Anxious Raika herders and their European advocates at first hoped that the law would encourage efforts to sell the precious camel milk, retailing for up to Rs. 3500 (US 52 dollars) per litre in America. However, the ensuing 2015 Rajasthan Camel Bill has stymied almost all India’s estimated 400,000 camels, 80 per cent of which are kept in Rajasthan. The law penalises even the Raika for selling camels for slaughter (which they avoid doing directly) or out of the state, causing a dilemma acknowledged worldwide. “The Raika get conflicting messages from the Indian government. They proclaim camels the state animal but prohibit nomad people to graze in certain areas,” says camel historian Doug Baum. The FAO has meanwhile noted the counterproductive potential of the ban, as the alternative grazing land and necessary support structures like milk sellers’ licenses and insurance have failed to materialise. Likewise, the effects of the law extend to the Raika among India’s 100,000 sheep herders, as covering the distance required by sheep grazing is rendered difficult without camels. As Faye warns, “the actual law in Rajasthan is protecting camels as animals, but not pastoralists as economic actors.” Pointing to camel milk opportunities, he notes that decent pay would make farming feasible. Nonetheless, approval from food and safety authorities remains elusive and state officials unresponsive to Raika petitions.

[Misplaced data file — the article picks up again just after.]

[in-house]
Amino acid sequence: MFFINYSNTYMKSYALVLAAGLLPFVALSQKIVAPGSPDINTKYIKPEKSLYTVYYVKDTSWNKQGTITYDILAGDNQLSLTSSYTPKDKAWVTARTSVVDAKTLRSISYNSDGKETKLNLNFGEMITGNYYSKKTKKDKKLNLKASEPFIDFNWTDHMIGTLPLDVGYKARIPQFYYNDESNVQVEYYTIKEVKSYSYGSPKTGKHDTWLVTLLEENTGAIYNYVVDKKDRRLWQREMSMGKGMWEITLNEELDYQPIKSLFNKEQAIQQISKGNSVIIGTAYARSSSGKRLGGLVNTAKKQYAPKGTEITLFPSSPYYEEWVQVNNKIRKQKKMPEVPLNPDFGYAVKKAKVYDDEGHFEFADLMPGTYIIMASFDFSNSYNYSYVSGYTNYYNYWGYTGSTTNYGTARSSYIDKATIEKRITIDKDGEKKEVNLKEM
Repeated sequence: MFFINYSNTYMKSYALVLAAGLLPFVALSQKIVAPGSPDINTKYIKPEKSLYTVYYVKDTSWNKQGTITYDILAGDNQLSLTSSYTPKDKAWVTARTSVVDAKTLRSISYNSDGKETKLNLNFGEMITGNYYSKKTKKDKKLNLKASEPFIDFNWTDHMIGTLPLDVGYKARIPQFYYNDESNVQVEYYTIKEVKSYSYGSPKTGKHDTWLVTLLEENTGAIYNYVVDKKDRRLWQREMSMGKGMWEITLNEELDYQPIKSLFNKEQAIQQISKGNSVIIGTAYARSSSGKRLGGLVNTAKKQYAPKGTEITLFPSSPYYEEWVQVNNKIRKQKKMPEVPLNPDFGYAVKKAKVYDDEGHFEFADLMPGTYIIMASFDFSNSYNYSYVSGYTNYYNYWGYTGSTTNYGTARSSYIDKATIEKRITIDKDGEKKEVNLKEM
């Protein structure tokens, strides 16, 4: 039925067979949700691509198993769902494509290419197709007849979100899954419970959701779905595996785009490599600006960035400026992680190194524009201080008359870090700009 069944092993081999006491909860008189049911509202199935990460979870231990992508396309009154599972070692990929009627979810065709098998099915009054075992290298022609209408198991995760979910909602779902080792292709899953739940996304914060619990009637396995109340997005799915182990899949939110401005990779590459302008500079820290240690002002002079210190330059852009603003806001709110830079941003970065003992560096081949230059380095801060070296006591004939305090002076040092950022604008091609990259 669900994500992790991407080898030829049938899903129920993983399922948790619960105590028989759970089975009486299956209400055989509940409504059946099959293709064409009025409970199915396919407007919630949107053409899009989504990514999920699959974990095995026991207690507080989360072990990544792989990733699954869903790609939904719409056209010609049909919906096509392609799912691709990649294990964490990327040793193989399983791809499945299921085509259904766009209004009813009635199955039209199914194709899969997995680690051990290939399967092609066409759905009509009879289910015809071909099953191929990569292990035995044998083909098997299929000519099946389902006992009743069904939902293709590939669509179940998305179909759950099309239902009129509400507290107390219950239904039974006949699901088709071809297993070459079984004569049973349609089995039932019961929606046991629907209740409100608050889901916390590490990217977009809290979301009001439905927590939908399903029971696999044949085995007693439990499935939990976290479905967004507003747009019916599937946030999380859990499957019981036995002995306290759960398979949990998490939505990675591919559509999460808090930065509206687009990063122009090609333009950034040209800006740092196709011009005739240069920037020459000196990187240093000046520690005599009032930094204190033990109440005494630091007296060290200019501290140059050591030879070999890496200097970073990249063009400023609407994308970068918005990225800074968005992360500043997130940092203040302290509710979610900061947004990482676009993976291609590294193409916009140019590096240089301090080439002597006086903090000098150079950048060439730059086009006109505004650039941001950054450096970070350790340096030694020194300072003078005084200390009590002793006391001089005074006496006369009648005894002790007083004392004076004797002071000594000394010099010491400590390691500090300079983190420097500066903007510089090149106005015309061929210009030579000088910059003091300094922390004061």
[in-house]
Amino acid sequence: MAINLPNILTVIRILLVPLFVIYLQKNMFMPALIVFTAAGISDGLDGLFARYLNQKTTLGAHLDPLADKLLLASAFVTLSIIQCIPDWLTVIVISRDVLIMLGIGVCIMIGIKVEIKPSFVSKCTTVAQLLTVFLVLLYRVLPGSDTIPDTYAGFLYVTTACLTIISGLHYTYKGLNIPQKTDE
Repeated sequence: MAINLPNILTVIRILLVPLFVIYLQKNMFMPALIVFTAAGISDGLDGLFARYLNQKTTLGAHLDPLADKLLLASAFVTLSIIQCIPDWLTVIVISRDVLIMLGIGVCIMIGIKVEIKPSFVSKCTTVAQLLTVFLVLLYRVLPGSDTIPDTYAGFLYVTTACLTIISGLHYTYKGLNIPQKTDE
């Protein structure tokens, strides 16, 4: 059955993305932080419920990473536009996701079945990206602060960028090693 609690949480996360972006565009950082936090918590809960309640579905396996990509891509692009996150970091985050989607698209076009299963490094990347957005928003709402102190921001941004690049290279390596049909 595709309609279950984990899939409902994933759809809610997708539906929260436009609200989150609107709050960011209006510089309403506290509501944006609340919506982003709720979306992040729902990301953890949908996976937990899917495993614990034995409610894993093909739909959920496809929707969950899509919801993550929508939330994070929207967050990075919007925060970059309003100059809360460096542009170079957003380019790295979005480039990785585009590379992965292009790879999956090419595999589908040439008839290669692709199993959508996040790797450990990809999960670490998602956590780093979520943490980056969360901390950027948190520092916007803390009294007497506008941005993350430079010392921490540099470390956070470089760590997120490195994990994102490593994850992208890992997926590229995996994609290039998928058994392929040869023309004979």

Raika protesting against the ban on taking camels out of Rajasthan. Photo: Camel Charisma